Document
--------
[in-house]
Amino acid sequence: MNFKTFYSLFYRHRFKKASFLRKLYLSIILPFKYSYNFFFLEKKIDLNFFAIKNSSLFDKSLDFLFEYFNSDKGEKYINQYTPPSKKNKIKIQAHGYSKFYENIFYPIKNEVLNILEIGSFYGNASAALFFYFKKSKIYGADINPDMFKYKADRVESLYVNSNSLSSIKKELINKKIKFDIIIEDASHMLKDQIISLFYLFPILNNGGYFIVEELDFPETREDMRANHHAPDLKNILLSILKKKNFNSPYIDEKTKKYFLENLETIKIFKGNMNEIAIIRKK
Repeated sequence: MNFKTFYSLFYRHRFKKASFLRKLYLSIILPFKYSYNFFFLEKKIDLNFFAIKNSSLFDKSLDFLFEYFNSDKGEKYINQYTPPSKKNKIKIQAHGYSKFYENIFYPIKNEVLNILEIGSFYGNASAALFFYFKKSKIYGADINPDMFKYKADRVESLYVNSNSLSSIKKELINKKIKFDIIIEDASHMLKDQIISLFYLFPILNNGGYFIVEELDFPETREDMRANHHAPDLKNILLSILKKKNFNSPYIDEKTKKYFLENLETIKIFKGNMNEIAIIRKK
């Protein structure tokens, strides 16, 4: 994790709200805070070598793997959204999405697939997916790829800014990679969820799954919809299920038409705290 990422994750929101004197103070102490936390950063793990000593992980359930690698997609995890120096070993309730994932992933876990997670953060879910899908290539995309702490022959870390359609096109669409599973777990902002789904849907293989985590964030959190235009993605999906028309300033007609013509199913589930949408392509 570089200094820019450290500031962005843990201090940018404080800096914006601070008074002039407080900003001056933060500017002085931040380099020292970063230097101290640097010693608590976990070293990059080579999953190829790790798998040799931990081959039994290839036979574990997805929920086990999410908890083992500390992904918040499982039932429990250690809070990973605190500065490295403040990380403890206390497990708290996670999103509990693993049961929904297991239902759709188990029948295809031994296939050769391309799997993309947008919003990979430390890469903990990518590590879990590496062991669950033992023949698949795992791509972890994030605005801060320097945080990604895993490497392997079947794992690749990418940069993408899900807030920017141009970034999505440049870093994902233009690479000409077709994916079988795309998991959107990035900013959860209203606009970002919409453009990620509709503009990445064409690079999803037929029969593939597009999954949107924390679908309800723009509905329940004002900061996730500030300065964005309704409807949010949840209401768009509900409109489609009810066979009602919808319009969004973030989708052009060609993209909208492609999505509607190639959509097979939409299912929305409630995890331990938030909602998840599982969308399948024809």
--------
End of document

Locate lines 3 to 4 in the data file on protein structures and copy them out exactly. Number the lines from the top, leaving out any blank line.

Repeated sequence: MNFKTFYSLFYRHRFKKASFLRKLYLSIILPFKYSYNFFFLEKKIDLNFFAIKNSSLFDKSLDFLFEYFNSDKGEKYINQYTPPSKKNKIKIQAHGYSKFYENIFYPIKNEVLNILEIGSFYGNASAALFFYFKKSKIYGADINPDMFKYKADRVESLYVNSNSLSSIKKELINKKIKFDIIIEDASHMLKDQIISLFYLFPILNNGGYFIVEELDFPETREDMRANHHAPDLKNILLSILKKKNFNSPYIDEKTKKYFLENLETIKIFKGNMNEIAIIRKK
């Protein structure tokens, strides 16, 4: 994790709200805070070598793997959204999405697939997916790829800014990679969820799954919809299920038409705290 990422994750929101004197103070102490936390950063793990000593992980359930690698997609995890120096070993309730994932992933876990997670953060879910899908290539995309702490022959870390359609096109669409599973777990902002789904849907293989985590964030959190235009993605999906028309300033007609013509199913589930949408392509 570089200094820019450290500031962005843990201090940018404080800096914006601070008074002039407080900003001056933060500017002085931040380099020292970063230097101290640097010693608590976990070293990059080579999953190829790790798998040799931990081959039994290839036979574990997805929920086990999410908890083992500390992904918040499982039932429990250690809070990973605190500065490295403040990380403890206390497990708290996670999103509990693993049961929904297991239902759709188990029948295809031994296939050769391309799997993309947008919003990979430390890469903990990518590590879990590496062991669950033992023949698949795992791509972890994030605005801060320097945080990604895993490497392997079947794992690749990418940069993408899900807030920017141009970034999505440049870093994902233009690479000409077709994916079988795309998991959107990035900013959860209203606009970002919409453009990620509709503009990445064409690079999803037929029969593939597009999954949107924390679908309800723009509905329940004002900061996730500030300065964005309704409807949010949840209401768009509900409109489609009810066979009602919808319009969004973030989708052009060609993209909208492609999505509607190639959509097979939409299912929305409630995890331990938030909602998840599982969308399948024809």